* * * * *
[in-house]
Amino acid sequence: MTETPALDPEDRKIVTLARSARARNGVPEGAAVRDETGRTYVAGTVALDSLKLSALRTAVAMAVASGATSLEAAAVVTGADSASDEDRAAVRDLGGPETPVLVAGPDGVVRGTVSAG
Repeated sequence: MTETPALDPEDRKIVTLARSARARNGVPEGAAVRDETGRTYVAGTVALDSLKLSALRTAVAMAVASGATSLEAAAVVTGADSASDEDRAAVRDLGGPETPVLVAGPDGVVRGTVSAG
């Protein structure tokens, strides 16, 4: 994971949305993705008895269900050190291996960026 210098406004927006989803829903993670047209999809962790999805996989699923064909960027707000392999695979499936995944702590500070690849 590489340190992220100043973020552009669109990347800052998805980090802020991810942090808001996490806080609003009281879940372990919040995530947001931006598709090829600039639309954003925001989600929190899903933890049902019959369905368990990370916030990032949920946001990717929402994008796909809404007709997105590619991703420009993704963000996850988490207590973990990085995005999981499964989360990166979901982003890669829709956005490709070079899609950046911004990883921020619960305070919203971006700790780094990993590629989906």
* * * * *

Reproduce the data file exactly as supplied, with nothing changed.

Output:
[in-house]
Amino acid sequence: MTETPALDPEDRKIVTLARSARARNGVPEGAAVRDETGRTYVAGTVALDSLKLSALRTAVAMAVASGATSLEAAAVVTGADSASDEDRAAVRDLGGPETPVLVAGPDGVVRGTVSAG
Repeated sequence: MTETPALDPEDRKIVTLARSARARNGVPEGAAVRDETGRTYVAGTVALDSLKLSALRTAVAMAVASGATSLEAAAVVTGADSASDEDRAAVRDLGGPETPVLVAGPDGVVRGTVSAG
């Protein structure tokens, strides 16, 4: 994971949305993705008895269900050190291996960026 210098406004927006989803829903993670047209999809962790999805996989699923064909960027707000392999695979499936995944702590500070690849 590489340190992220100043973020552009669109990347800052998805980090802020991810942090808001996490806080609003009281879940372990919040995530947001931006598709090829600039639309954003925001989600929190899903933890049902019959369905368990990370916030990032949920946001990717929402994008796909809404007709997105590619991703420009993704963000996850988490207590973990990085995005999981499964989360990166979901982003890669829709956005490709070079899609950046911004990883921020619960305070919203971006700790780094990993590629989906």